The efforts to create robust peacekeeping capabilities in various forms have not been designed nor intended to achieve UN or other military victories as such. Rather the hope is to employ enforcement actions against recalcitrant parties resisting political settlements, to create the space needed to be able to pursue durable political solutions incorporating resolutions of the conflicts involved. These efforts have not been particularly successful to date due to two key factors. The first is the somewhat half-hearted authorities and operational parameters given to UN peacekeeping forces as exemplified by some of the mandate language cited above. The second, critically important, is the lack of sufficient comprehensive integrated approaches to conflict resolution or inadequately implemented key plan components in the affected area. A comprehensive program should involve effective enforcement capabilities and needed actions as part of an overall strategic plan, with an economic and social development component that can provide economic opportunities for the population in the areas affected, and institution-building programs to provide at least minimally effective governance.
There are valid questions as to whether the UN should be tasked with the enforcement role. A more active UN enforcement capability risks undermining the core UN principle of impartiality and under international law risks making the UN a party to the conflict(s). How to balance the need for military-backed enforcement operations and the imperative to protect civilians sets up a difficult quandary. I do not believe that the UN is necessarily the best place to vest this responsibility. The problem, however, is that governments lack the political will or means to commit national resources to undertake the needed actions, along with the lack of adequate alternative institutions or arrangements to implement effective plans. The UN becomes the default implementing agency.
I strongly believe that ineffective or absent governance is at the heart of these long-running tragedies that have produced millions of deaths, and untold misery arising from mass rapes, absent medical capabilities, disrupted food supplies, and other problems. The governments and political leadership of the countries directly involved bear the primary burden of responsibility for these crises, not the general international community. However, insofar as the broader international community believes there are moral, humanitarian, or stability reasons for external interventions, there is a need to seek means to deal with the threat. In my view, the billions of dollars put into the current peacekeeping models have not demonstrated that the existing models will solve the problems. Fundamental changes are needed, including adopting a comprehensive framework that incorporates basic integrated enforcement, development, governance/institution-building elements and capabilities in a strategic model, adapted to the local situation.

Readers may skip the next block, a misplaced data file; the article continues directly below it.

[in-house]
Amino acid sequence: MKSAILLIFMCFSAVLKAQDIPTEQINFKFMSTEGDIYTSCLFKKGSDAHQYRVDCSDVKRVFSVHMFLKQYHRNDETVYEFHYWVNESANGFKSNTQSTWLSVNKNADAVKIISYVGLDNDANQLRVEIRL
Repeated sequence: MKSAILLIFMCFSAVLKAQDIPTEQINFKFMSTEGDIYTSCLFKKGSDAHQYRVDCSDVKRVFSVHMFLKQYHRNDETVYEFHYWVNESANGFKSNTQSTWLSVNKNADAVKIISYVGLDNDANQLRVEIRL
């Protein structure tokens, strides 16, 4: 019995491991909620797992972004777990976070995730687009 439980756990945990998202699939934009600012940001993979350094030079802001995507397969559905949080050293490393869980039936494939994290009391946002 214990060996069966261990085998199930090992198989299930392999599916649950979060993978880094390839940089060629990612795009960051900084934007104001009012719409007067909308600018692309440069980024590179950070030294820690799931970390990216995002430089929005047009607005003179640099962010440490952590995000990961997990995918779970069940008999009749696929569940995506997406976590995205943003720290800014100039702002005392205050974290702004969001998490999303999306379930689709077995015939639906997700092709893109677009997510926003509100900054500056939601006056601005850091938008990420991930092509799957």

I note as well that this article addresses only a portion of the problems involved in these conflicts. All are complex and require substantial local knowledge to deal effectively with underlying factors that go beyond the scope of this general treatment of the subject. Tasking peacekeeping missions to take on active conflicts without adequate enforcement capability and authorities as an integral part of an overall strategy, however, sets up objectives impossible to achieve in areas of unresolved conflict and instability. This “peacekeeping dilemma” is now the situation confronting all large peacekeeping missions.
There are solutions to this problem. They require, however, a comprehensive approach with sufficient resources for effective broad peacekeeping and enforcement actions on the ground, along with humanitarian relief capabilities for those caught in the conflict areas. All of these involve longer-term commitments that are difficult both for the local governments involved, and among the world powers. I believe the magnitude of this challenge has been so great as to act as an impediment even to effective discussion about these issues among key participants, especially regarding the specific topic of how to define and realize enforcement capabilities. The relative lack of media coverage, the complexity of the conflicts involved, and the tendency to focus on the immediate headline and crisis of the day compounds the challenge. The Security Council is a viable forum for a serious international discussion of the fundamental issues including how to incorporate effective enforcement capabilities into peacekeeping, but the five permanent members and other governments have shown little readiness for such a discussion to date. Unless we are prepared to live with decades-long running catastrophes involving millions of lives and ongoing instability in large portions of the world, however, I believe that we have no choice but to try to press our foreign affairs and government leaders to take up this discussion and find more effective solutions.
Roger Meece retired from the Foreign Service after 30 years of service including appointments as Ambassador to Malawi and subsequently to the Democratic Republic of the Congo (DRC). Following his retirement, in 2010 he was appointed as the Secretary-General’s Special Representative to the DRC, heading the UN peacekeeping mission there until 2013. Living now in Seattle, he is on the board of the Seattle World Affairs Council and currently chairs the area’s Foreign Service Retirees Association.